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July 5 (Bloomberg) -- Uganda’s shilling weakened for the first time in four trading days ahead of a strike tomorrow by retail traders in the capital, Kampala.
The currency of Africa’s second-biggest coffee producer fell 1.3 percent to 2,550 shillings per dollar at 4:31 p.m. in Kampala, bringing its losses so far this year to 9.4 percent. It closed at 2,517.50 shillings yesterday.
Shops in the city will be closed tomorrow and July 7 as traders protest rising prices for consumer goods and the shilling’s depreciation against the dollar, the Daily Monitor reported, citing the Kampala City Traders’ Association. Inflation in the East African country slowed to 15.8 percent in June after reaching a 17-year high of 16 percent in May, while the shilling fell to an 18-year low last month.
There had been expectations that the Bank of Uganda might sell dollars in the domestic market amid concern that the strike may lead to unrest, said Ahmed Kalule, a currency trader at Bank of Africa Uganda. In April and May, police in Uganda used teargas and rubber bullets to disperse opposition supporters protesting over the rising cost of living.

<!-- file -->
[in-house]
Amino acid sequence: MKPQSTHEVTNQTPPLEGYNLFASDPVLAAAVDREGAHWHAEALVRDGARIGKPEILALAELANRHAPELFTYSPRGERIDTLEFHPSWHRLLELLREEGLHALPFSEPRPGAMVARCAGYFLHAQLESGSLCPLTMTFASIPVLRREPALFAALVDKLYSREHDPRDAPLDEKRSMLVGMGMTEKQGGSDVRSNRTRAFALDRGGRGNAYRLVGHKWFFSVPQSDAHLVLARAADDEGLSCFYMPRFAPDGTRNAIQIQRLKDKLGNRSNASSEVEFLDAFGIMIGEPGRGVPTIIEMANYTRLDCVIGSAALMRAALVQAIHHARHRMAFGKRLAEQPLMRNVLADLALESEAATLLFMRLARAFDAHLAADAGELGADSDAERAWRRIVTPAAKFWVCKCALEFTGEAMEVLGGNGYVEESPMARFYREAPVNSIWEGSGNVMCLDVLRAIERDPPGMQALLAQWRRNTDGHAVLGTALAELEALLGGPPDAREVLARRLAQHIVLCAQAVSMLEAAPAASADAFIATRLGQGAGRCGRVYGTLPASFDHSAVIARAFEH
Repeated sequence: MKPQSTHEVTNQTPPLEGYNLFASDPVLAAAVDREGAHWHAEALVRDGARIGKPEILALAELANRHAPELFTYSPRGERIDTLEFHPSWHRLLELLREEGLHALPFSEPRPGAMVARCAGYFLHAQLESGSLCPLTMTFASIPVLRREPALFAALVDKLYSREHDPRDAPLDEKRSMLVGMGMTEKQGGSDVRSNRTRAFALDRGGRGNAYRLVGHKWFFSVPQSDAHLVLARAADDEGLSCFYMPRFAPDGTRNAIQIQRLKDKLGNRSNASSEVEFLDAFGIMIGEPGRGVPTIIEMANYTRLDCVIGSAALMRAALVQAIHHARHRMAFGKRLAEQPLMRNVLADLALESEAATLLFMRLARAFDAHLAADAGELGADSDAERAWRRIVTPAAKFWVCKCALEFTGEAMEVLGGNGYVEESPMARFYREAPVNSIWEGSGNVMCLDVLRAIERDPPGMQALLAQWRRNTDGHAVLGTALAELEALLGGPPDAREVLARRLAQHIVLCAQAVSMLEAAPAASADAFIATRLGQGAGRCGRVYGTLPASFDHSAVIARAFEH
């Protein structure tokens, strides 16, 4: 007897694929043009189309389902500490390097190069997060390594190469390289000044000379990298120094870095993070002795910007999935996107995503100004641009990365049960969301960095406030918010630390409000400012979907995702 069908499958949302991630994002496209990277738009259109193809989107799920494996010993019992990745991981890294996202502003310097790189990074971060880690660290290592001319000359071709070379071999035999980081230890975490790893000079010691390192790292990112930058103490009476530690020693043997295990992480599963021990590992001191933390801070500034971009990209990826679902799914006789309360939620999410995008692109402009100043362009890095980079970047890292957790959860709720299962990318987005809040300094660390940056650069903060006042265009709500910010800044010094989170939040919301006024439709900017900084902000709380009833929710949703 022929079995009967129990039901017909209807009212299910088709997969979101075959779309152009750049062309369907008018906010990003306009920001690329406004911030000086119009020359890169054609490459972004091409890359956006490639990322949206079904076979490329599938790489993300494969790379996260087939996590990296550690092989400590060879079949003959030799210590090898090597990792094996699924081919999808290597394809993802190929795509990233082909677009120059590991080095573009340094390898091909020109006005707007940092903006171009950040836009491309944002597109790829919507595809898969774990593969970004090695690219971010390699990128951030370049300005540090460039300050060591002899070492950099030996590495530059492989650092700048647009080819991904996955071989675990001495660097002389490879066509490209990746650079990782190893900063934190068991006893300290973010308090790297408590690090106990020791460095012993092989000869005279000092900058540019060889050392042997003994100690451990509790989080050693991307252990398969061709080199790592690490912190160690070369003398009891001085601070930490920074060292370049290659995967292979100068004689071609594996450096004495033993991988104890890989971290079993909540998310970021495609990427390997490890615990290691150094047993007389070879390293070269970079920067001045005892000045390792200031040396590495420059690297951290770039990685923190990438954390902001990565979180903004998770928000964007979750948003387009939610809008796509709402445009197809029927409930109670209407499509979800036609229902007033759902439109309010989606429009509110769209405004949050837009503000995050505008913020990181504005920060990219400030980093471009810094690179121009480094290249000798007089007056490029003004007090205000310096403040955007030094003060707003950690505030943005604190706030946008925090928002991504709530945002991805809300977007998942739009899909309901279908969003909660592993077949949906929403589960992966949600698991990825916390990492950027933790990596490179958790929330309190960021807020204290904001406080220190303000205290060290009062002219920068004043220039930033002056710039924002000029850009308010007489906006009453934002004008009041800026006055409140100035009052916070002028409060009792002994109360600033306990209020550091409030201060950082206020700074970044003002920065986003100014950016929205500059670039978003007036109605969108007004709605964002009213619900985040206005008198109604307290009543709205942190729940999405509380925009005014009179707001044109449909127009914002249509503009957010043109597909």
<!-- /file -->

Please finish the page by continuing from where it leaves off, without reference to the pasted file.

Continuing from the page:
Demand for dollars picked up today after the central bank refrained from sales of the U.S. currency, said Kalule.
“People also have it in their minds that Uganda doesn’t have enough reserves, so whenever the shilling tries to gain ground, there is speculative buying” of dollars, Kalule said in a phone interview.
The central bank has sold dollars in the domestic foreign- exchange market at least four times since June 15 as the currency weakened to its lowest level since June 1993. Governor Emmanuel Tumusiime-Mutebile said last month the bank “shall not hesitate” to stem speculative trading in the currency.
The central bank’s foreign reserves currently stand at 5.62 trillion shillings ($2.2 billion), according to the bank’s website.
--Editors: Paul Richardson, Stephen Kirkland.
To contact the reporter on this story: Fred Ojambo in Kampala via Nairobi at firstname.lastname@example.org.
To contact the editor responsible for this story: Paul Richardson at email@example.com.